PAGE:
As contradictory as it sounds, time and time again I’ve found it far easier to be blown away by an up-and-coming brand over a frontrunner. Far too often it’s hard for brands to live up to the glory they set with their first go-around that secured their success, and the same old tricks just won’t work to “wow” fans. Thankfully, after spending some time with the Cowin E8 Active Noise Cancelling wireless headphones I can say that this is not the case, and the successful lessons learned with the wildly popular E7 predecessor were used as a springboard for continued growth in the Bluetooth headphone space.
When it comes to stiff competition, there may be no vertical more competitive than that of wireless headphones, and Cowin has managed to successfully carve out a niche for actually quality wireless headphones at an affordable price: a unicorn in today’s world.
A Tough Act to Follow
What put Cowin on the radar of many people was their E7 Active Noise Cancelling wireless headphones, which have been raved about for their solid performance in the sub-$100 space. One of the initial hurdles the E7s had to overcome with their entry into the market was proving their ANC (Active Noise Cancellation) was a functioning feature, unlike many of the cheap headphones that just use “noise canceling” as a description of the large ear cup design. While the ANC on the E7s did in fact prove to do a good job of reducing ambient noise, one of the common quibbles was that when engaged it made the audio flatter and reduced the highs.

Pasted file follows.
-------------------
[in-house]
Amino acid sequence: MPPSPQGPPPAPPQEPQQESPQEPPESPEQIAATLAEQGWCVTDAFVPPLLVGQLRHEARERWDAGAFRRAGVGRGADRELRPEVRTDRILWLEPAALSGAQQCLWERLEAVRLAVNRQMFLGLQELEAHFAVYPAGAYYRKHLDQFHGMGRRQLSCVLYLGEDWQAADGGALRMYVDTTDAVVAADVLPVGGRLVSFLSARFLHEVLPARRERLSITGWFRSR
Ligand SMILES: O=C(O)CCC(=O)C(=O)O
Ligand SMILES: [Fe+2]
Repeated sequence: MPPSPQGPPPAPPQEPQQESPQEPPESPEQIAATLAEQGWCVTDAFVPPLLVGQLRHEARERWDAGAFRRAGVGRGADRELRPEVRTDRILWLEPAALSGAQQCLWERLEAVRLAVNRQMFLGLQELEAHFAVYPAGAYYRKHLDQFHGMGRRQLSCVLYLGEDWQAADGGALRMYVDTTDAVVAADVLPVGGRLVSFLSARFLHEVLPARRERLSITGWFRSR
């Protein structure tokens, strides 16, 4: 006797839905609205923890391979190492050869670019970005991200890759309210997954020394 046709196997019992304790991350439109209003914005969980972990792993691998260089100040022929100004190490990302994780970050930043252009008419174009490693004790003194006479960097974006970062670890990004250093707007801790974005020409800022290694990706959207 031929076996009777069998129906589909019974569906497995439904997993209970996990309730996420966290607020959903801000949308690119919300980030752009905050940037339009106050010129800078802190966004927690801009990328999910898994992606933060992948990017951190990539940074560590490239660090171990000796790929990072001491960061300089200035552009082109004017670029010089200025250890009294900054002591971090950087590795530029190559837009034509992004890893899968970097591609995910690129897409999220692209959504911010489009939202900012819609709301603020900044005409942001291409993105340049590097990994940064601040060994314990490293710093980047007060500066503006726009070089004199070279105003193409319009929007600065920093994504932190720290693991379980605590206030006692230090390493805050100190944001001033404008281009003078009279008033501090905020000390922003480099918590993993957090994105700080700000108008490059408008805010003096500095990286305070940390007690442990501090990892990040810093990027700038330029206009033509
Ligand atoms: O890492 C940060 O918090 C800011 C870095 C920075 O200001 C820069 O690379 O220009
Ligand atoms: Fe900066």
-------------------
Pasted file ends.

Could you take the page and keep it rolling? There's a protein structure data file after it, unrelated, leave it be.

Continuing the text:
Apart from that, overall the E7s made a huge positive impact on those who scooped up a pair, and for roughly $60 getting a pair of 40mm drivers tucked behind plush over-the-ear cushions with NFC and Active Noise Cancellation makes for a very hard act to follow. But that didn’t stop Cowin from putting out their E7 Pro, which enlarged the driver size and received an equally warm fan reception. Now with their 3rd iteration of the E-series headphones, the expectation has been set for another stellar performance.
The E8s are mostly black headphones, just like the E7 and E7 Pro models, though Cowin offers a range of options for accent colors. I tested out the “Black” model, which actually sports shiny gold accents on the headband, but there are also options for silver, orange, or pink accents on the headband and ear cups.
While the previous models also use an over-the-ear design, depending on the size of your ears they wouldn’t entirely swallow up your ear, and the cup was not nearly as large as it looked in pictures online. The E8s are a slight bit larger, and actually have more of an oblong shape that seems to more accurately mimic the natural shape of an ear.